Final Notes On Cross Worlds

Posted on 31. Jan, 2012 by in race

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Insanity. Chaos.  A sea of people. Beer. Frites. Color. Sand. Elbows. The Cyclocross World Championships were all that and more.  That’s what happens when you pack 53,000 people in  a small area, with lots of beer tents and cross racing in West Flanders, Belgium.   You think you’re prepared after attending World Cup races in Belgium and even the World Championships in Germany, but Koksijde took it to a whole other level – for the racers and for the media. Here is how our race went.

The end

The end

Images. With big crowds, decisions have to be made. What’s more important? Shooting the start, the first runup, Herygers Dune  or the finish?  It was impossible to do all four and impossible to do the start and Herygers dune for the men’s race.  And of course, with tweeting updates, movement is also curtailed because I have to see the whole field before I can move.

Talking to the riders is also a necessity. Unfortunately, the teams were not all centrally located with the biggest teams (with the biggest equipment) located at over 1, if not 2 km, away from the course. That made it impossible to easily track down a rider for a quote, so making it to the finish was essential. It also  removed the option of getting any warming up photos unfortunately.

As mentioned previously, the organizers credentialed only 118 photographers/videographers and those were divided into three groups with different color bibs defining the access level. The photo pits were also small and oddly set up with bad angles that had to be worked with.

It was still possible to move around on Saturday with only 13,000 fans and to find spots to take photos. But Sunday was a different animal. By 10am, one hour before the start of the women’s race, the beer tents were hopping and the crowds were massed by the barriers, especially around the two dunes, Herygers and X – we’re talking five to seven deep already.

One hour before the start of the elite men's race, the photographers are staking a spot and the crowds are huge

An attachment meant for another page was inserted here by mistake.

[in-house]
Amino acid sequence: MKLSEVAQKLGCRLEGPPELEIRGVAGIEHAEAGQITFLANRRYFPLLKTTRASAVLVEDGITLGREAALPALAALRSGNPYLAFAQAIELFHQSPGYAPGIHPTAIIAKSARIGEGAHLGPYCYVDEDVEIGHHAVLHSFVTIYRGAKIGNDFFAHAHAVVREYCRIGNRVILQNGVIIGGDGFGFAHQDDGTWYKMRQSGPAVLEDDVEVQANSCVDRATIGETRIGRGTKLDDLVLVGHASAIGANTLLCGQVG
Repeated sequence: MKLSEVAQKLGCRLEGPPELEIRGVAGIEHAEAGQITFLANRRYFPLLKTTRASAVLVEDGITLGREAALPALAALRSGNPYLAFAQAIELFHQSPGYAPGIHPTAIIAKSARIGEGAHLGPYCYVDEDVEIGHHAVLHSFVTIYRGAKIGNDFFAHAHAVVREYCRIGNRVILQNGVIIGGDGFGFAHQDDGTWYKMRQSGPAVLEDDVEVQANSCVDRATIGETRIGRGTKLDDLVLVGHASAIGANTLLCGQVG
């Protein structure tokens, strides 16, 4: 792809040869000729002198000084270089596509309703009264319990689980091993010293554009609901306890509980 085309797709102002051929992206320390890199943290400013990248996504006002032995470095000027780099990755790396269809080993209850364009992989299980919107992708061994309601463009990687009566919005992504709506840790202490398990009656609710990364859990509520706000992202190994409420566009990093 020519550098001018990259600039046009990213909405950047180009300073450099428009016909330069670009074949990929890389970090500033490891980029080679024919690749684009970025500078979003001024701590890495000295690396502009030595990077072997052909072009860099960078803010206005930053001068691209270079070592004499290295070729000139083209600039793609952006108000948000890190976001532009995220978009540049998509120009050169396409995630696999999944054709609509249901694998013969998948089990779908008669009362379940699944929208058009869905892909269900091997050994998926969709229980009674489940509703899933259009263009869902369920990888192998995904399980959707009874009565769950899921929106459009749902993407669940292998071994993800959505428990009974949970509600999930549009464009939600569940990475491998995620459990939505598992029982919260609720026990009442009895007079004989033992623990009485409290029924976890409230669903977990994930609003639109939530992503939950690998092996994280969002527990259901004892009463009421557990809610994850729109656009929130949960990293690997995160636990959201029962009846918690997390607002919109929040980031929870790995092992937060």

One hour before the start of the elite men's race, the photographers are staking a spot and the crowds are huge

By Sunday afternoon, all the fans were present. Worried about safety of the riders, the organizers announced that all course crossings – except for the bridges – would be closed after the first lap of the men’s race. That took options out  the photography equation.

Decisions made. No start photos. Shoot first hill, X-Dune and another spot before running to the finish for the women’s race. The men’s race was an obstacle course, there is no other way to describe it. One hour before the start, push through the crowds to get to photo spot at Herygers, then stake a spot. Shoot (and tweet) a few laps and then fight my way out. Walk all the way back to the street, around the course and manoeuver around to take photo. Push, deal with a few drunks (and other things best no talk about), take photos, run…. and repeat. A gauntlet until final run to finish line.

Words. For every race, the routine became the same at the finish. Shoot the winner, find and talk to the Americans and Canadians  – that can be difficult if they’ve been pulled and have already departed back to their team vans. Then walk back to the media room and wait for the press conference.

Being non-Flemish (or Dutch) speaker was a major disadvantage. After the race, the top three (or more) are whisked to do TV interviews which the press is watching and using for quotes. But the interviews are all done in Flemish with no translation.  It can be over one hour before the top three riders make their way to the official press conference where the questions and answers are translated.

Crowds.  Standing room only, literally. Organizers were using double barriers re-enforced with a third perpendicular barrier to keep the crowds from pushing in and collapsing the fencing onto the course. Crossings were manned on each side and the police was out in force on Sunday. Helicopter and even police dogs. Loud music in the tents.  Jupiter beer everywhere.

It is hard to describe what the atmosphere is like with so many people, so many rabid cross fans and yes, so many drinking beer.  A Belgian cross race has its own sound, smell and imagery – and it was magnitudes bigger this past weekend. Riders supporters are out, with their decorated umbrellas and hats, horns and anything else they can think of. And, other countries are obviously represented, the Dutch in orange, the Swiss in red and white with massive cowbells, and on and on.

Sometimes, it is better just to embrace the insanity. It was exhausting but man what an experience.

Thank you to sponsors Focus Bikes, LeMond Fitness and Rapha for making it possible to cover Worlds in person again this year.

2012 Cyclocross World Championships Stories and Galleries

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